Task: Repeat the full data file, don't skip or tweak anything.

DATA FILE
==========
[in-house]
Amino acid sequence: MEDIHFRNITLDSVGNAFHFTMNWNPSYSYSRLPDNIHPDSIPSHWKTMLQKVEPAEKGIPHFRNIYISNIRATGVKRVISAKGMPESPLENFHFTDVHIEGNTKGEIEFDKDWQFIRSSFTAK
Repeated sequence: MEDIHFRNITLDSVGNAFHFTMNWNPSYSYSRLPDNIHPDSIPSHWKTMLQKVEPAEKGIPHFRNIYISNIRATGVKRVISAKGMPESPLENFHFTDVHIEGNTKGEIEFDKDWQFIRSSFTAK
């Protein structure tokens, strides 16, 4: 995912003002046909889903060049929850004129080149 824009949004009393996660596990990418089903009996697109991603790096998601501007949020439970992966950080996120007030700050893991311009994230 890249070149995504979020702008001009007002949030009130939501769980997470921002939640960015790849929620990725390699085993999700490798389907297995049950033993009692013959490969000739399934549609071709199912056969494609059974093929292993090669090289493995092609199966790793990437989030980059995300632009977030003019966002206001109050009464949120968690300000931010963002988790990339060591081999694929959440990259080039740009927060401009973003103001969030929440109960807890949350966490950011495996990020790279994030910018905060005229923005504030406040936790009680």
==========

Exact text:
[in-house]
Amino acid sequence: MEDIHFRNITLDSVGNAFHFTMNWNPSYSYSRLPDNIHPDSIPSHWKTMLQKVEPAEKGIPHFRNIYISNIRATGVKRVISAKGMPESPLENFHFTDVHIEGNTKGEIEFDKDWQFIRSSFTAK
Repeated sequence: MEDIHFRNITLDSVGNAFHFTMNWNPSYSYSRLPDNIHPDSIPSHWKTMLQKVEPAEKGIPHFRNIYISNIRATGVKRVISAKGMPESPLENFHFTDVHIEGNTKGEIEFDKDWQFIRSSFTAK
């Protein structure tokens, strides 16, 4: 995912003002046909889903060049929850004129080149 824009949004009393996660596990990418089903009996697109991603790096998601501007949020439970992966950080996120007030700050893991311009994230 890249070149995504979020702008001009007002949030009130939501769980997470921002939640960015790849929620990725390699085993999700490798389907297995049950033993009692013959490969000739399934549609071709199912056969494609059974093929292993090669090289493995092609199966790793990437989030980059995300632009977030003019966002206001109050009464949120968690300000931010963002988790990339060591081999694929959440990259080039740009927060401009973003103001969030929440109960807890949350966490950011495996990020790279994030910018905060005229923005504030406040936790009680």